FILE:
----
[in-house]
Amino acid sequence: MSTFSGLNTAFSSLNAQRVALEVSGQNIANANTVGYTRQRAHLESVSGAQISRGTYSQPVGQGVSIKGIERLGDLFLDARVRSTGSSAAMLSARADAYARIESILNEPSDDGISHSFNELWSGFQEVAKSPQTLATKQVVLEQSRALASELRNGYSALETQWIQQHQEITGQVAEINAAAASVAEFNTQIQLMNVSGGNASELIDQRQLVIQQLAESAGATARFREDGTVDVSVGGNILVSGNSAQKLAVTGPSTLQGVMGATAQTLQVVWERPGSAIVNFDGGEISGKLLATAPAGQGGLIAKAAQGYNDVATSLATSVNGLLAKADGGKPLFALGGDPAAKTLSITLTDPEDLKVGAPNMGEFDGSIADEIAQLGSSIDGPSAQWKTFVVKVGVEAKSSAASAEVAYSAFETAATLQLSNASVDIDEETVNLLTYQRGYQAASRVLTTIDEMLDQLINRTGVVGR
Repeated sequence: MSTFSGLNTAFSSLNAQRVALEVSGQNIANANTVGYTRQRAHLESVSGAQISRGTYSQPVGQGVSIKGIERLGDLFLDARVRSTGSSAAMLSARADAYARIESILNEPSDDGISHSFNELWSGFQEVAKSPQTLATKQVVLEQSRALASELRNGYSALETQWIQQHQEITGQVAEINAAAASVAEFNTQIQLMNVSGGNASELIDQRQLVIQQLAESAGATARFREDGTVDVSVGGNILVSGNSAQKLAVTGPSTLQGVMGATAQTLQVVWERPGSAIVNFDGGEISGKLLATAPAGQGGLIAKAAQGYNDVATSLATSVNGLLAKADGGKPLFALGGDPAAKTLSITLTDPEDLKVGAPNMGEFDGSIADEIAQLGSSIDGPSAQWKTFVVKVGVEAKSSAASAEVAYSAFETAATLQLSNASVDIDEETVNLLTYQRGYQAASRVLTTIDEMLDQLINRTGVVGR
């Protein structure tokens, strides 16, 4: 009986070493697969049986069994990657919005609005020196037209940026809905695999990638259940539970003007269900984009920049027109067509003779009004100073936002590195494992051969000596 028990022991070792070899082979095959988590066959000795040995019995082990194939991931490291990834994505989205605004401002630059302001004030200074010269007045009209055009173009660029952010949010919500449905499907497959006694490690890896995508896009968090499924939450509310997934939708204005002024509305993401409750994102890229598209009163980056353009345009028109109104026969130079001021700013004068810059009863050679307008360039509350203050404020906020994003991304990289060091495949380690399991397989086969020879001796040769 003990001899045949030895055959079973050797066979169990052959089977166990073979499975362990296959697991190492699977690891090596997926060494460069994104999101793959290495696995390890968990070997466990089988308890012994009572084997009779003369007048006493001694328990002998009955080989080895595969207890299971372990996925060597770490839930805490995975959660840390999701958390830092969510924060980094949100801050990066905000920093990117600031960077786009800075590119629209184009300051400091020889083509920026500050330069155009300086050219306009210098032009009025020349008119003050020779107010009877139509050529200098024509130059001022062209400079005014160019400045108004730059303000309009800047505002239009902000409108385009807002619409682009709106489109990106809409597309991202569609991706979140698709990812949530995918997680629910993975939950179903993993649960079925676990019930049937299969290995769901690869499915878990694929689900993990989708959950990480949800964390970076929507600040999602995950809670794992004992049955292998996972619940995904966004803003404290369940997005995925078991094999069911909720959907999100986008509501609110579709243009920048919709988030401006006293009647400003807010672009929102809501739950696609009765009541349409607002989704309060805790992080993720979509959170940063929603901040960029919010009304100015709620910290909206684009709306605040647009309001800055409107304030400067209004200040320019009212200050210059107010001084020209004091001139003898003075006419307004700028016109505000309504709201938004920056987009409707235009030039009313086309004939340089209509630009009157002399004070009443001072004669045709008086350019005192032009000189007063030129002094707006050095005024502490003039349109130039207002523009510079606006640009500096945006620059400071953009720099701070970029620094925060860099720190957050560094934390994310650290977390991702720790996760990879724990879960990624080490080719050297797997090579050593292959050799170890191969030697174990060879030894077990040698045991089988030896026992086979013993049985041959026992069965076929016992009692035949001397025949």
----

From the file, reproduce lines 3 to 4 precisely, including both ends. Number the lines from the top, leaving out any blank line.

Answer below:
Repeated sequence: MSTFSGLNTAFSSLNAQRVALEVSGQNIANANTVGYTRQRAHLESVSGAQISRGTYSQPVGQGVSIKGIERLGDLFLDARVRSTGSSAAMLSARADAYARIESILNEPSDDGISHSFNELWSGFQEVAKSPQTLATKQVVLEQSRALASELRNGYSALETQWIQQHQEITGQVAEINAAAASVAEFNTQIQLMNVSGGNASELIDQRQLVIQQLAESAGATARFREDGTVDVSVGGNILVSGNSAQKLAVTGPSTLQGVMGATAQTLQVVWERPGSAIVNFDGGEISGKLLATAPAGQGGLIAKAAQGYNDVATSLATSVNGLLAKADGGKPLFALGGDPAAKTLSITLTDPEDLKVGAPNMGEFDGSIADEIAQLGSSIDGPSAQWKTFVVKVGVEAKSSAASAEVAYSAFETAATLQLSNASVDIDEETVNLLTYQRGYQAASRVLTTIDEMLDQLINRTGVVGR
């Protein structure tokens, strides 16, 4: 009986070493697969049986069994990657919005609005020196037209940026809905695999990638259940539970003007269900984009920049027109067509003779009004100073936002590195494992051969000596 028990022991070792070899082979095959988590066959000795040995019995082990194939991931490291990834994505989205605004401002630059302001004030200074010269007045009209055009173009660029952010949010919500449905499907497959006694490690890896995508896009968090499924939450509310997934939708204005002024509305993401409750994102890229598209009163980056353009345009028109109104026969130079001021700013004068810059009863050679307008360039509350203050404020906020994003991304990289060091495949380690399991397989086969020879001796040769 003990001899045949030895055959079973050797066979169990052959089977166990073979499975362990296959697991190492699977690891090596997926060494460069994104999101793959290495696995390890968990070997466990089988308890012994009572084997009779003369007048006493001694328990002998009955080989080895595969207890299971372990996925060597770490839930805490995975959660840390999701958390830092969510924060980094949100801050990066905000920093990117600031960077786009800075590119629209184009300051400091020889083509920026500050330069155009300086050219306009210098032009009025020349008119003050020779107010009877139509050529200098024509130059001022062209400079005014160019400045108004730059303000309009800047505002239009902000409108385009807002619409682009709106489109990106809409597309991202569609991706979140698709990812949530995918997680629910993975939950179903993993649960079925676990019930049937299969290995769901690869499915878990694929689900993990989708959950990480949800964390970076929507600040999602995950809670794992004992049955292998996972619940995904966004803003404290369940997005995925078991094999069911909720959907999100986008509501609110579709243009920048919709988030401006006293009647400003807010672009929102809501739950696609009765009541349409607002989704309060805790992080993720979509959170940063929603901040960029919010009304100015709620910290909206684009709306605040647009309001800055409107304030400067209004200040320019009212200050210059107010001084020209004091001139003898003075006419307004700028016109505000309504709201938004920056987009409707235009030039009313086309004939340089209509630009009157002399004070009443001072004669045709008086350019005192032009000189007063030129002094707006050095005024502490003039349109130039207002523009510079606006640009500096945006620059400071953009720099701070970029620094925060860099720190957050560094934390994310650290977390991702720790996760990879724990879960990624080490080719050297797997090579050593292959050799170890191969030697174990060879030894077990040698045991089988030896026992086979013993049985041959026992069965076929016992009692035949001397025949």